Wednesday, June 01, 2011


I really, really didn't want to go back to talking about Anthony Weiner, but now I see that his refusal to answer reporters' questions -- refusing to say definitively that he didn't post the underwear picture, refusing to ask for a police investigation and refusing to explain why, and so on -- has become the story. I'm not going to weigh in on guilt or innocence. But I will say that even from a sympathetic account of what he's doing, such as the one at Talking Points Memo, it seems to me that he's trying and failing to replicate what works for Republicans, or what he thinks works for them:

Tuesday, he testily evaded questions from news outlets like CNN on the topic and conservative news site The Daily Caller has repeatedly pressed the congressman for a yes or no answer on whether the picture in question is of Weiner.

"Look here's the decision I made and you can disagree with it," he told TPM when asked for a clear answer on whether it was him in the photo, "that after two and a half days of statements that answer these questions that I'm not going to keep drilling into further details and further details, even one ... even the easy questions, even the obvious questions, even the ones I've answered before."

Weiner went on: "Because I don't believe in the idea you believe in that this will end. I have four separate emails from a
New York Post reporter saying if you just answer this one question it will be over. You know people may not believe me, they believe Breitbart, whatever it is. I'm going to do the work I got to do and somewhere I've got to say I'm done talking about it. I'm going to decide what I'm going to talk about for the next several days and it's not going to be this."

A reporter interrupted to ask him if he had exchanged messages with a stripper on Twitter who mentioned on her feed in March that she had been in contact with Weiner online.

"See what I mean?" he said....

Via Mediaite, you can watch seven and a half painful minutes of Weiner doing this sort of stonewalling -- and, yeah, I say "painful," while you may pump your fist and say, "Hell, yeah!"

The point is, he's trying to get people to back down by being as aggressive and self-righteous as he thinks a Republican would be in the same situation -- and no one's backing down. He's trying to rally the sympathies of non-wingnuts -- and (as you see from the TPM link above) it's not working all that well. (Also see this post from New York magazine, which generally leans left of center: it's titled "Anthony Weiner Is Not Doing Himself Any Favors.")

Even if this is just an innocent Anthony Weiner declaring I'm fed up and I can't win by answering questions, so screw the process, the result is clearly not that he's getting the deference most Republicans get by doing what Democrats never do, namely acting like a Republican. It's not working. Maybe it isn't working because a Democrat simply can't get away with this, but I'd say it isn't because he's misreading how Republicans and right-wingers win.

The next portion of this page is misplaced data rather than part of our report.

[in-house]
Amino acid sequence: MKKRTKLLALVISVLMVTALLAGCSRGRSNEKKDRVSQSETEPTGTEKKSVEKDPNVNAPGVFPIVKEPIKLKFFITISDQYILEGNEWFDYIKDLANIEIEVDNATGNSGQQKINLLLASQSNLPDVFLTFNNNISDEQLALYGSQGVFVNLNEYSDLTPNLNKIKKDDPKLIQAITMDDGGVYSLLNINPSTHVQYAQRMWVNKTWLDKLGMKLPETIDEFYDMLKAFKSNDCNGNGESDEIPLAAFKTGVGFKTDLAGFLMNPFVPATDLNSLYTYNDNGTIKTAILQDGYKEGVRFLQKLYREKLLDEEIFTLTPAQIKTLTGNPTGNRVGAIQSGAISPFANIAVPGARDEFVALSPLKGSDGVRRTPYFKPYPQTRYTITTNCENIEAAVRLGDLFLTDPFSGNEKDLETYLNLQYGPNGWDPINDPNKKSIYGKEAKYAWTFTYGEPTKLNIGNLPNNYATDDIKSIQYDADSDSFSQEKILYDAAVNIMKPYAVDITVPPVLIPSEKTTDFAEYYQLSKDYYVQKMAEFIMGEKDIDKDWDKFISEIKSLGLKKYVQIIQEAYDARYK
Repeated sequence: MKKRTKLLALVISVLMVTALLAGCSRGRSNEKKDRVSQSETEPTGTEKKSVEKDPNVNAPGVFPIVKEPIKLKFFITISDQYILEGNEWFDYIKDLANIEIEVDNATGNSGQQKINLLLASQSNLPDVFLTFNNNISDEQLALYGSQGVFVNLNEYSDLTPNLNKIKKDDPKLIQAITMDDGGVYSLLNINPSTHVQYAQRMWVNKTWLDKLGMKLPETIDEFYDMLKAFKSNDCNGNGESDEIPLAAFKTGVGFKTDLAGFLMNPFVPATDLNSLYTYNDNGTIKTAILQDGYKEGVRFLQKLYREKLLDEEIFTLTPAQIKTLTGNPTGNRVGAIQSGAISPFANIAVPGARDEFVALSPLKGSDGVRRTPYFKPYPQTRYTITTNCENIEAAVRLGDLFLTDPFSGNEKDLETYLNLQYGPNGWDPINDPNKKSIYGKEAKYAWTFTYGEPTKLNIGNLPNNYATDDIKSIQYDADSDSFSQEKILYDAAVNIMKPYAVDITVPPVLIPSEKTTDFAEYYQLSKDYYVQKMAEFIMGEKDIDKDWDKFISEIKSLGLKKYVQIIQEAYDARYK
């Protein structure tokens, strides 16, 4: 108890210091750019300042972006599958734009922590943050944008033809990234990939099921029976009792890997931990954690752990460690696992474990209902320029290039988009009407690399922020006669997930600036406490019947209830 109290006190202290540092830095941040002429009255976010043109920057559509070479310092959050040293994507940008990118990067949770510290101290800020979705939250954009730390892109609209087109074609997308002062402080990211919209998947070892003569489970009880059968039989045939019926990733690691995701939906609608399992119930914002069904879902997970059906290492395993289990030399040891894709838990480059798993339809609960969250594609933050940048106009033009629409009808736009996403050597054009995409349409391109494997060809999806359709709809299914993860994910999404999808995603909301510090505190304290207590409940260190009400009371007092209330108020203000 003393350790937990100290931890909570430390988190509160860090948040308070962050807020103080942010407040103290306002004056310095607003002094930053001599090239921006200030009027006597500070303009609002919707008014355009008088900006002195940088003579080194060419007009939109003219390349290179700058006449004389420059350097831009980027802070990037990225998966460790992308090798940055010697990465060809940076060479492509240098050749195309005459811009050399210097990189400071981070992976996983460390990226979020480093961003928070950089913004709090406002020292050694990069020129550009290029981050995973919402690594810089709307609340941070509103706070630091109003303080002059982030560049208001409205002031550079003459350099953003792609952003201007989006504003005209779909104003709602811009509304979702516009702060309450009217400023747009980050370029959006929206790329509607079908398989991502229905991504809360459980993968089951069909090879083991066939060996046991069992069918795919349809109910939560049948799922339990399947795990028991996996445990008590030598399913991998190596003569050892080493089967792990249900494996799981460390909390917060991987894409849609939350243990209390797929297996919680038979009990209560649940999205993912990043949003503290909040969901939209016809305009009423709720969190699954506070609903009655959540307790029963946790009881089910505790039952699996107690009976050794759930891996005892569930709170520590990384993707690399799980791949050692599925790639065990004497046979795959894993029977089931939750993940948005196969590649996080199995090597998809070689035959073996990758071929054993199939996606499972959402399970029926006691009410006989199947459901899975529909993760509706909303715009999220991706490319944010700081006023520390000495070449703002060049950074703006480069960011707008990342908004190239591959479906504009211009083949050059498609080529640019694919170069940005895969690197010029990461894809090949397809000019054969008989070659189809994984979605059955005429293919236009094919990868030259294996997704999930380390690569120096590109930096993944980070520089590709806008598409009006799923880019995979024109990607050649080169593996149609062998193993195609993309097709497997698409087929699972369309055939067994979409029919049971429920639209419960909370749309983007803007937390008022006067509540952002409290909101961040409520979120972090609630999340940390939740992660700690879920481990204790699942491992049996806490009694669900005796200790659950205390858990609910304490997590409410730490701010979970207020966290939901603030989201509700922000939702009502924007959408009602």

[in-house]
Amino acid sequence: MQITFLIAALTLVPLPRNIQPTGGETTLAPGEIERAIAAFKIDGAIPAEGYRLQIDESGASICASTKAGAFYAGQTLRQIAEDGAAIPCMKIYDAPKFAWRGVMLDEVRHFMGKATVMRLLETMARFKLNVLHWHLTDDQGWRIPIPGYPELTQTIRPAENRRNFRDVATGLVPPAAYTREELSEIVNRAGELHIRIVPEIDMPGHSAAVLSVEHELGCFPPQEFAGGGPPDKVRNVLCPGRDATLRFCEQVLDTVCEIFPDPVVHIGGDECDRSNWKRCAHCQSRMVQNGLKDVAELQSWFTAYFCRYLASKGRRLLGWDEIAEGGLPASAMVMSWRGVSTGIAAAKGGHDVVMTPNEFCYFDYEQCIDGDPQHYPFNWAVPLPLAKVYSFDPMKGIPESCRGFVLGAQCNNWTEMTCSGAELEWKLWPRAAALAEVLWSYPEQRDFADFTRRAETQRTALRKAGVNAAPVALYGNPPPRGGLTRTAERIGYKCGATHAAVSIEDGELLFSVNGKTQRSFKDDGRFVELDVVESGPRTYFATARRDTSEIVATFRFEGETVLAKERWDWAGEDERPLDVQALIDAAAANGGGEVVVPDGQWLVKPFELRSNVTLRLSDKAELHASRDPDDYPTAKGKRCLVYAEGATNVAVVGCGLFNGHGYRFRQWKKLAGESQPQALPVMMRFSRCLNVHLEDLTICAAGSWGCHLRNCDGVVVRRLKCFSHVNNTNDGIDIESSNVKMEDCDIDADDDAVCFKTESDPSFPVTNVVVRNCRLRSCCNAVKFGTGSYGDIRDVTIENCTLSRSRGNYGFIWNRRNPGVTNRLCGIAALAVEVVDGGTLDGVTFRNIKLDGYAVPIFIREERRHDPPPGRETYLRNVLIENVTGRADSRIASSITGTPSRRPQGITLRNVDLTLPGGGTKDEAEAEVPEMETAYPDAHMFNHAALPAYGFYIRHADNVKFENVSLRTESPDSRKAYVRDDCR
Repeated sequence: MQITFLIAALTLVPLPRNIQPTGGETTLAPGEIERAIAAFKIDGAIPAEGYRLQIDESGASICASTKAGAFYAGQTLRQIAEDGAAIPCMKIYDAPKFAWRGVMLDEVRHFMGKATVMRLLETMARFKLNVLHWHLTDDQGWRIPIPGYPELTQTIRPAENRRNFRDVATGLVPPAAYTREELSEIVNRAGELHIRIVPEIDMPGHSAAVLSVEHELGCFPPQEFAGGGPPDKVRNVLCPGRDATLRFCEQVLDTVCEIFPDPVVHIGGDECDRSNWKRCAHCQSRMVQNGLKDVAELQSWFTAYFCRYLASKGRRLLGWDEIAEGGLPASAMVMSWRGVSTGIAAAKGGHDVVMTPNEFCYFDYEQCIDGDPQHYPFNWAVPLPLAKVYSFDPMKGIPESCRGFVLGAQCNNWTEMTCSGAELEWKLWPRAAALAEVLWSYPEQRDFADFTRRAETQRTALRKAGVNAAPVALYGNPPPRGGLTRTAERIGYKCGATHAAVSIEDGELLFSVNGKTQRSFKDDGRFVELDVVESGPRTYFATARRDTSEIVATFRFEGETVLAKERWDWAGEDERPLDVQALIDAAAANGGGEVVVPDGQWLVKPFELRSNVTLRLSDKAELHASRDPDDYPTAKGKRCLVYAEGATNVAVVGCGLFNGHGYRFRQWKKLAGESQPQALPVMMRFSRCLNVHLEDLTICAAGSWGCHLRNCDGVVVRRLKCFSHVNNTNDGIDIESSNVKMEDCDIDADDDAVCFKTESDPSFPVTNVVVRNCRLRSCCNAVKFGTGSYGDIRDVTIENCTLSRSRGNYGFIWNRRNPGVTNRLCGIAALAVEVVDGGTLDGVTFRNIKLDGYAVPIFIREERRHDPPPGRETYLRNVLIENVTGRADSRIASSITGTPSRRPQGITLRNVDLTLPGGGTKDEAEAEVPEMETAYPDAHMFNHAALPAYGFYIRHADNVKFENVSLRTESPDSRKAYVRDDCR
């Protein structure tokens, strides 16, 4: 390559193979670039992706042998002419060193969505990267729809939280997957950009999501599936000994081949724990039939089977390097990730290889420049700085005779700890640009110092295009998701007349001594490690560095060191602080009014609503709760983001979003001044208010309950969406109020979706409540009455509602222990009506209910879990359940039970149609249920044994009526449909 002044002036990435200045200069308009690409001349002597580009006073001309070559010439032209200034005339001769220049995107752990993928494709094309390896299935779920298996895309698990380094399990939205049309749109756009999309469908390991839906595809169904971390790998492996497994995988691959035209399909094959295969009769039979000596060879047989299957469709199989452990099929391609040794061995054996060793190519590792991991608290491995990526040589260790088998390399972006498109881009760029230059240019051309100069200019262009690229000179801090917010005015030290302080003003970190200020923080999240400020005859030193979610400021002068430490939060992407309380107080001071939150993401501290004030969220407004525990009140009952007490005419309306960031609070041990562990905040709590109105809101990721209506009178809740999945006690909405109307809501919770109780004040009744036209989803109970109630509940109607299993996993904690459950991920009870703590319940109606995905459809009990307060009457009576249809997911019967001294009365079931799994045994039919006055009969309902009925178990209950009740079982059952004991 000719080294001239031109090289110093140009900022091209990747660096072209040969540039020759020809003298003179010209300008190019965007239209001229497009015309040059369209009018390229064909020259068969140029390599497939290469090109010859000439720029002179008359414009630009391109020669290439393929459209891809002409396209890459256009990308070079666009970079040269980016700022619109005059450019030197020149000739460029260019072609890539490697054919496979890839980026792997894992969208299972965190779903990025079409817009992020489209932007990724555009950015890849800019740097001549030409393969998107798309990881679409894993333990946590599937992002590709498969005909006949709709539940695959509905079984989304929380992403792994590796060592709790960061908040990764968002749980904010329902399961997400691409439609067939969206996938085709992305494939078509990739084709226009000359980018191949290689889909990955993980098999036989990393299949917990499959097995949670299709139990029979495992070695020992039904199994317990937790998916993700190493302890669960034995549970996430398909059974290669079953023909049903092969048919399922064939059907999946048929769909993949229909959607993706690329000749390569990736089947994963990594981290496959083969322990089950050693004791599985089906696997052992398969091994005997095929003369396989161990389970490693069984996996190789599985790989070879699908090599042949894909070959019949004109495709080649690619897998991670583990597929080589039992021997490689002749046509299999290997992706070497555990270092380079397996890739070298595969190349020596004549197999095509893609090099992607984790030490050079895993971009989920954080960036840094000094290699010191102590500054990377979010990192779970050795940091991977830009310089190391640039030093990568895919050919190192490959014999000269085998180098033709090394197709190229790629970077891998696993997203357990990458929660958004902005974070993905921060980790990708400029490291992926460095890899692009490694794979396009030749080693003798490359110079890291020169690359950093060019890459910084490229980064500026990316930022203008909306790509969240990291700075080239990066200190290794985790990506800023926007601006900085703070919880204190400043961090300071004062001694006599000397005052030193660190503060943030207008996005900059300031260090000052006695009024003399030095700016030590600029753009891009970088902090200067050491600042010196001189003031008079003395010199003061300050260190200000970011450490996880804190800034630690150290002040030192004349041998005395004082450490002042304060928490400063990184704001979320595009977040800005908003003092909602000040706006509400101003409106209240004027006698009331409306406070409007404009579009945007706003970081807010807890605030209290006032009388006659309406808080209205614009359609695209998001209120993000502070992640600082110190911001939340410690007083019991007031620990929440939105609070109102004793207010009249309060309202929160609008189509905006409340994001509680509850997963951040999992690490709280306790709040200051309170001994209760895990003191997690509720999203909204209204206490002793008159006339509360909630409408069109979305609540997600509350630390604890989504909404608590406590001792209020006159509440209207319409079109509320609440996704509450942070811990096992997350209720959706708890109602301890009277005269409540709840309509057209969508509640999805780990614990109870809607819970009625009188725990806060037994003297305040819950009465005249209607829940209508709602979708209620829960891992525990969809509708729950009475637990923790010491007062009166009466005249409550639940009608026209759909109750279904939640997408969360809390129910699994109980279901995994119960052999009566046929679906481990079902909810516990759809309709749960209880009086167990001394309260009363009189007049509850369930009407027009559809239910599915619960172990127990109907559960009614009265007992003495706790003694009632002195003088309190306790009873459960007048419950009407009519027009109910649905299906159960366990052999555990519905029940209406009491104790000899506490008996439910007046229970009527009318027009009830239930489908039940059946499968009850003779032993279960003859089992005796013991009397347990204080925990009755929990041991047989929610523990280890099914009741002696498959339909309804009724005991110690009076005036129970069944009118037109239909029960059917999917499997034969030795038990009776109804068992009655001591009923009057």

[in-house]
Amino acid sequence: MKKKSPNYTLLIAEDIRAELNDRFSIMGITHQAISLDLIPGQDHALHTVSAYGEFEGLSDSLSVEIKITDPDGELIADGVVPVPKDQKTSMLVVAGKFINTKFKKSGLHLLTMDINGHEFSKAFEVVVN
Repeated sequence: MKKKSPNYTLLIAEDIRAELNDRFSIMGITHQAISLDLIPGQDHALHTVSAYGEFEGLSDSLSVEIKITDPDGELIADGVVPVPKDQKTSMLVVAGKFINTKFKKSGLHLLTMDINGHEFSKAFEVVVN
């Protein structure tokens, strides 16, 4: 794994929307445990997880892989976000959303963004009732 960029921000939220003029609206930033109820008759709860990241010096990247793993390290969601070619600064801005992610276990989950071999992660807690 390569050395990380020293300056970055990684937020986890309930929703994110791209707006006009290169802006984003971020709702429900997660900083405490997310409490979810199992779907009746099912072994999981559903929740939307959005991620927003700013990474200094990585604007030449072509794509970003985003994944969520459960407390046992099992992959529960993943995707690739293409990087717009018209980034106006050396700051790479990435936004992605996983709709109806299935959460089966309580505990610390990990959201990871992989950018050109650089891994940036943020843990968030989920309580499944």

They don't win using wall-to-wall hostility, or at least not this kind. They're much more likely to resort to a high-and-mighty, harrumphy self-righteousness. You've heard that, say, Chris Christie is a bully, but have you watched any of the clips his fans adore? He bullies while barely raising his voice. You probably think of Bill O'Reilly as a "loudmouth," and maybe you've repeatedly watched the clip that shows him blowing up at his staff -- I bet Weiner has watched it more than once -- but much of the time he just quietly asserts that he's right.

There's an Eddie Haskell thing going on here -- Republicans have an acute sense of when raising their voices will make them seem like authorities who should be feared and when not raising their voices will make them seem like authorities -- grown-ups -- to be respected. It helps, obviously, that the Beltway is (as Josh Marshall says) "wired" for Republicans:

...a generation of one party holding the reins selects for certain kinds of journalists in key positions of power, the policy experts at the think tanks who get the journalists calls, the lobbyists who move the most money and so forth. You build up a set of assumptions about what kinds of people and ideas are respectable and which aren't. Which are old-fashioned, which are 'cutting edge' and so forth. Who defines conventional wisdom?

In all of these respects, DC remains overwhelmingly wired for the GOP.

It also builds up assumptions about who gets to stand up and make a dominance challenge when threatened -- and you can't just will your way past that, if your Democrat. Plus, Republicans and right-wingers generally have one another's backs, and they frequently focus-group their self-righteousness before putting it on display. Weiner's not doing any of that.

And I'd add that even these advantages don't save every Republican. They don't save many of the ones who get embroiled in sex scandals. So, add that all up and Weiner is going to continue struggling if he intends to remain "scrappy" and combative in a completely gut-driven, intuitive way.

No comments: